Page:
8.4 Connection protocol . . . . . . . . . . . . . . . . . . . . 24
8.4.1 End point security . . . . . . . . . . . . . . . . . . . . . 24
8.4.2 Proxy forwarding . . . . . . . . . . . . . . . . . . . . . . 24
8.4.3 X11 forwarding . . . . . . . . . . . . . . . . . . . . . . . 25
9. Intellectual Property . . . . . . . . . . . . . . . . . . . 25
10. Additional Information . . . . . . . . . . . . . . . . . . . 26
References . . . . . . . . . . . . . . . . . . . . . . . . . 26
Authors' Addresses . . . . . . . . . . . . . . . . . . . . . 29
Full Copyright Statement . . . . . . . . . . . . . . . . . . 31
1. Introduction 1. Introduction
SSH is a protocol for secure remote login and other secure network SSH is a protocol for secure remote login and other secure network
services over an insecure network. It consists of three major services over an insecure network. It consists of three major
components: components:
o The Transport Layer Protocol [SSH-TRANS] provides server o The Transport Layer Protocol [SSH-TRANS] provides server
authentication, confidentiality, and integrity. It may optionally authentication, confidentiality, and integrity. It may
also provide compression. The transport layer will typically be optionally also provide compression. The transport layer will
run over a TCP/IP connection, but might also be used on top of any typically be run over a TCP/IP connection, but might also be
other reliable data stream. used on top of any other reliable data stream.
o The User Authentication Protocol [SSH-USERAUTH] authenticates the o The User Authentication Protocol [SSH-USERAUTH] authenticates
client-side user to the server. It runs over the transport layer the client-side user to the server. It runs over the transport
protocol. layer protocol.
o The Connection Protocol [SSH-CONNECT] multiplexes the encrypted o The Connection Protocol [SSH-CONNECT] multiplexes the encrypted
tunnel into several logical channels. It runs over the user tunnel into several logical channels. It runs over the user
authentication protocol. authentication protocol.
The client sends a service request once a secure transport layer The client sends a service request once a secure transport layer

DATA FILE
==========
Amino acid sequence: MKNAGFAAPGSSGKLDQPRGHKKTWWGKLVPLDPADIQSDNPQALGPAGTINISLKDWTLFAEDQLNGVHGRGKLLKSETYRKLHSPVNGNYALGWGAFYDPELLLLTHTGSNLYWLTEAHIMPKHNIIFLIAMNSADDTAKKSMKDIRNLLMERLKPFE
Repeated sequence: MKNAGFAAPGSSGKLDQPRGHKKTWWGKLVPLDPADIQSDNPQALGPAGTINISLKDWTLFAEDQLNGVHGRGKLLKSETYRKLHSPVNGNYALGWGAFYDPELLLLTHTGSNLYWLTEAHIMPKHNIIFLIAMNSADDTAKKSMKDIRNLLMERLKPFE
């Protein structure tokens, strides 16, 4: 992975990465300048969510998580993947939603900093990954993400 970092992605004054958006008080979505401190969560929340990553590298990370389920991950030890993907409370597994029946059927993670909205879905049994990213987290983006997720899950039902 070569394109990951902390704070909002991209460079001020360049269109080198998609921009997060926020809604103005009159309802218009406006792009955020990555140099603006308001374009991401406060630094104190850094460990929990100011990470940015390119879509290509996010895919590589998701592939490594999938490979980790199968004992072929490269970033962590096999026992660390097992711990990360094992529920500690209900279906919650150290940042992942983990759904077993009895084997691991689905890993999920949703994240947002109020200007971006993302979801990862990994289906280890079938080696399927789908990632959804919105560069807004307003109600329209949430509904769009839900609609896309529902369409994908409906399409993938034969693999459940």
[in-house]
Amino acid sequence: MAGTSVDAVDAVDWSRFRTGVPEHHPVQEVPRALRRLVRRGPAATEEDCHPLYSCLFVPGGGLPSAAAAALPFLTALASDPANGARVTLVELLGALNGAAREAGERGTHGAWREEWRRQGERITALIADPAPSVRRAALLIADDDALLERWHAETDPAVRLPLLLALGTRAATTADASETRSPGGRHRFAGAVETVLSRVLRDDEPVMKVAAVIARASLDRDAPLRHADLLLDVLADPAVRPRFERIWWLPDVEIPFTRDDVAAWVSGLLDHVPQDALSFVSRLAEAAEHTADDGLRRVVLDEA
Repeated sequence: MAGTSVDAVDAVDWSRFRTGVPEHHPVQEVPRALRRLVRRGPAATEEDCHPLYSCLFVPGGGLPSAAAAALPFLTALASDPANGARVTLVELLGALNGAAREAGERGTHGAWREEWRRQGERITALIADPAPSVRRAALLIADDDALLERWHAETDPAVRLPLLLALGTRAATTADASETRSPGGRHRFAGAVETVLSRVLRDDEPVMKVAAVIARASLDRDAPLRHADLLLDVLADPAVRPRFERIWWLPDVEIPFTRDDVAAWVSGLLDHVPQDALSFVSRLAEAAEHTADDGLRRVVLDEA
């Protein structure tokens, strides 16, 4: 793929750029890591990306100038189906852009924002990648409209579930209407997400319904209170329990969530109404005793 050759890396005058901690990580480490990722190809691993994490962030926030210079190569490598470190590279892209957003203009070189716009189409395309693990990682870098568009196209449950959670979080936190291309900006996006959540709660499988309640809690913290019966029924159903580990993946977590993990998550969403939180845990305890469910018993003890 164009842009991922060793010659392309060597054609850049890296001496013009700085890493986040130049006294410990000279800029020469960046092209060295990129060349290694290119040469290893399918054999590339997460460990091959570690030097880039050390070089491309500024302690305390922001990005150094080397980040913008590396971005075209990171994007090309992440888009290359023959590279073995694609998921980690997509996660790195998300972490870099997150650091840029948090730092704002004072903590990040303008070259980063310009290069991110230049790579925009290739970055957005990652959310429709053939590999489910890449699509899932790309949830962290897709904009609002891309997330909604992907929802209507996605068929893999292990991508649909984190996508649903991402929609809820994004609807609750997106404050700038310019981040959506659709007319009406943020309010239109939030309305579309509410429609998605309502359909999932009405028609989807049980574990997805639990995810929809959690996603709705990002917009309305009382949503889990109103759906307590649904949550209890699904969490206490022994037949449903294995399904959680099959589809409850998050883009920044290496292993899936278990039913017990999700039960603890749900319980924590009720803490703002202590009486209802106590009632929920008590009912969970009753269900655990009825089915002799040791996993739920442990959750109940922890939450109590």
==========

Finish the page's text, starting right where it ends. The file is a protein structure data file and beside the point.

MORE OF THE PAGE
connection has been established. A second service request is sent connection has been established. A second service request is sent
after user authentication is complete. This allows new protocols to after user authentication is complete. This allows new protocols
be defined and coexist with the protocols listed above. to be defined and coexist with the protocols listed above.
The connection protocol provides channels that can be used for a wide The connection protocol provides channels that can be used for a
range of purposes. Standard methods are provided for setting up wide range of purposes. Standard methods are provided for setting
secure interactive shell sessions and for forwarding ("tunneling") up secure interactive shell sessions and for forwarding
arbitrary TCP/IP ports and X11 connections. ("tunneling") arbitrary TCP/IP ports and X11 connections.
2. Specification of Requirements 2. Specification of Requirements
All documents related to the SSH protocols shall use the keywords All documents related to the SSH protocols shall use the keywords
"MUST", "MUST NOT", "REQUIRED", "SHALL", "SHALL NOT", "SHOULD", "MUST", "MUST NOT", "REQUIRED", "SHALL", "SHALL NOT", "SHOULD",
"SHOULD NOT", "RECOMMENDED", "MAY", and "OPTIONAL" to describe "SHOULD NOT", "RECOMMENDED", "MAY", and "OPTIONAL" to describe
requirements. They are to be interpreted as described in [RFC-2119]. requirements. They are to be interpreted as described in [RFC-
2119].
3. Architecture 3. Architecture
3.1 Host Keys 3.1 Host Keys
Each server host SHOULD have a host key. Hosts MAY have multiple Each server host SHOULD have a host key. Hosts MAY have multiple
host keys using multiple different algorithms. Multiple hosts MAY host keys using multiple different algorithms. Multiple hosts MAY
share the same host key. If a host has keys at all, it MUST have at share the same host key. If a host has keys at all, it MUST have
least one key using each REQUIRED public key algorithm (currently DSS at least one key using each REQUIRED public key algorithm
[FIPS-186]). (currently DSS [FIPS-186]).
The server host key is used during key exchange to verify that the The server host key is used during key exchange to verify that the
client is really talking to the correct server. For this to be client is really talking to the correct server. For this to be
possible, the client must have a priori knowledge of the server's possible, the client must have a priori knowledge of the server's
public host key. public host key.
Two different trust models can be used: Two different trust models can be used:
o The client has a local database that associates each host name (as o The client has a local database that associates each host name
typed by the user) with the corresponding public host key. This (as typed by the user) with the corresponding public host key.
method requires no centrally administered infrastructure, and no This method requires no centrally administered infrastructure,
third-party coordination. The downside is that the database of and no third-party coordination. The downside is that the
name-to-key associations may become burdensome to maintain. database of name-to-key associations may become burdensome to
maintain.
o The host name-to-key association is certified by some trusted o The host name-to-key association is certified by some trusted
certification authority. The client only knows the CA root key, certification authority. The client only knows the CA root